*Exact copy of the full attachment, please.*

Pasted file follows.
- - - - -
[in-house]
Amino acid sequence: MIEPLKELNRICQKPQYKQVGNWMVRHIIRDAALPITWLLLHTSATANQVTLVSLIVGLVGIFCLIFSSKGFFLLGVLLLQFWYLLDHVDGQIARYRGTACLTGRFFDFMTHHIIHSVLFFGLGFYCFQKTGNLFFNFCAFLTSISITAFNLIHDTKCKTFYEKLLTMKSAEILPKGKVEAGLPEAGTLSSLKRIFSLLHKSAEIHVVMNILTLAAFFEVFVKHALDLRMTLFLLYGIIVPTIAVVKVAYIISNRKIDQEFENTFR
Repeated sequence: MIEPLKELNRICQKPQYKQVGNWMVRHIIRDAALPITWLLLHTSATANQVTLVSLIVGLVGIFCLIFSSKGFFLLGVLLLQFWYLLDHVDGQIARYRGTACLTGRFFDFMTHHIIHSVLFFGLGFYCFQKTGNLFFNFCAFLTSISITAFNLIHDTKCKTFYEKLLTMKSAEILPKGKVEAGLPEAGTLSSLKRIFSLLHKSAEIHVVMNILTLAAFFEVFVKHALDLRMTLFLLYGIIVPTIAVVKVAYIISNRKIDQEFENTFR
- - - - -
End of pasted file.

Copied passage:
[in-house]
Amino acid sequence: MIEPLKELNRICQKPQYKQVGNWMVRHIIRDAALPITWLLLHTSATANQVTLVSLIVGLVGIFCLIFSSKGFFLLGVLLLQFWYLLDHVDGQIARYRGTACLTGRFFDFMTHHIIHSVLFFGLGFYCFQKTGNLFFNFCAFLTSISITAFNLIHDTKCKTFYEKLLTMKSAEILPKGKVEAGLPEAGTLSSLKRIFSLLHKSAEIHVVMNILTLAAFFEVFVKHALDLRMTLFLLYGIIVPTIAVVKVAYIISNRKIDQEFENTFR
Repeated sequence: MIEPLKELNRICQKPQYKQVGNWMVRHIIRDAALPITWLLLHTSATANQVTLVSLIVGLVGIFCLIFSSKGFFLLGVLLLQFWYLLDHVDGQIARYRGTACLTGRFFDFMTHHIIHSVLFFGLGFYCFQKTGNLFFNFCAFLTSISITAFNLIHDTKCKTFYEKLLTMKSAEILPKGKVEAGLPEAGTLSSLKRIFSLLHKSAEIHVVMNILTLAAFFEVFVKHALDLRMTLFLLYGIIVPTIAVVKVAYIISNRKIDQEFENTFR